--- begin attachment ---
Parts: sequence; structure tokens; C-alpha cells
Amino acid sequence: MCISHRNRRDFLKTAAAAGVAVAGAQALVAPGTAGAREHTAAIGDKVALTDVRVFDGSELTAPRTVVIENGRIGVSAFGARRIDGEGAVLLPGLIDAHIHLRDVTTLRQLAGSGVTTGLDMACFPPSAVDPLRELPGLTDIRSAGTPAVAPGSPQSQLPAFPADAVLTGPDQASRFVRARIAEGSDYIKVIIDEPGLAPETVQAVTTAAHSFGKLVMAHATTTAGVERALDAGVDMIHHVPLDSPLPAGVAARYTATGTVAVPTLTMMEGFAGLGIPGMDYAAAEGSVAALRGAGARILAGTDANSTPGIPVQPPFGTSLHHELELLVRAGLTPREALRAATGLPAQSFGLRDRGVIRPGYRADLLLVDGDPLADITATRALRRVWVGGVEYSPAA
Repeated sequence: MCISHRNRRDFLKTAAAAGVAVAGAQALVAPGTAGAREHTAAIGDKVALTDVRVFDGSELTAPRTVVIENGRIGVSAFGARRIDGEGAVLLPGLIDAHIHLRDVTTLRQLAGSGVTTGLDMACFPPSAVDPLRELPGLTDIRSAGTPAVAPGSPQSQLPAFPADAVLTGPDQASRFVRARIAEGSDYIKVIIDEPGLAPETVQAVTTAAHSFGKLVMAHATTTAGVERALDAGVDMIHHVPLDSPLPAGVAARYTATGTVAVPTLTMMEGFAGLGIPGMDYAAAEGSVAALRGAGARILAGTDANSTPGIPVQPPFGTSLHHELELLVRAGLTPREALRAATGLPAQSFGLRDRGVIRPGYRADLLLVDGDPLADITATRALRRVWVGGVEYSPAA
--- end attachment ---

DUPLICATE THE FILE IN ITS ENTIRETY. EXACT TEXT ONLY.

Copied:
Parts: sequence; structure tokens; C-alpha cells
Amino acid sequence: MCISHRNRRDFLKTAAAAGVAVAGAQALVAPGTAGAREHTAAIGDKVALTDVRVFDGSELTAPRTVVIENGRIGVSAFGARRIDGEGAVLLPGLIDAHIHLRDVTTLRQLAGSGVTTGLDMACFPPSAVDPLRELPGLTDIRSAGTPAVAPGSPQSQLPAFPADAVLTGPDQASRFVRARIAEGSDYIKVIIDEPGLAPETVQAVTTAAHSFGKLVMAHATTTAGVERALDAGVDMIHHVPLDSPLPAGVAARYTATGTVAVPTLTMMEGFAGLGIPGMDYAAAEGSVAALRGAGARILAGTDANSTPGIPVQPPFGTSLHHELELLVRAGLTPREALRAATGLPAQSFGLRDRGVIRPGYRADLLLVDGDPLADITATRALRRVWVGGVEYSPAA
Repeated sequence: MCISHRNRRDFLKTAAAAGVAVAGAQALVAPGTAGAREHTAAIGDKVALTDVRVFDGSELTAPRTVVIENGRIGVSAFGARRIDGEGAVLLPGLIDAHIHLRDVTTLRQLAGSGVTTGLDMACFPPSAVDPLRELPGLTDIRSAGTPAVAPGSPQSQLPAFPADAVLTGPDQASRFVRARIAEGSDYIKVIIDEPGLAPETVQAVTTAAHSFGKLVMAHATTTAGVERALDAGVDMIHHVPLDSPLPAGVAARYTATGTVAVPTLTMMEGFAGLGIPGMDYAAAEGSVAALRGAGARILAGTDANSTPGIPVQPPFGTSLHHELELLVRAGLTPREALRAATGLPAQSFGLRDRGVIRPGYRADLLLVDGDPLADITATRALRRVWVGGVEYSPAA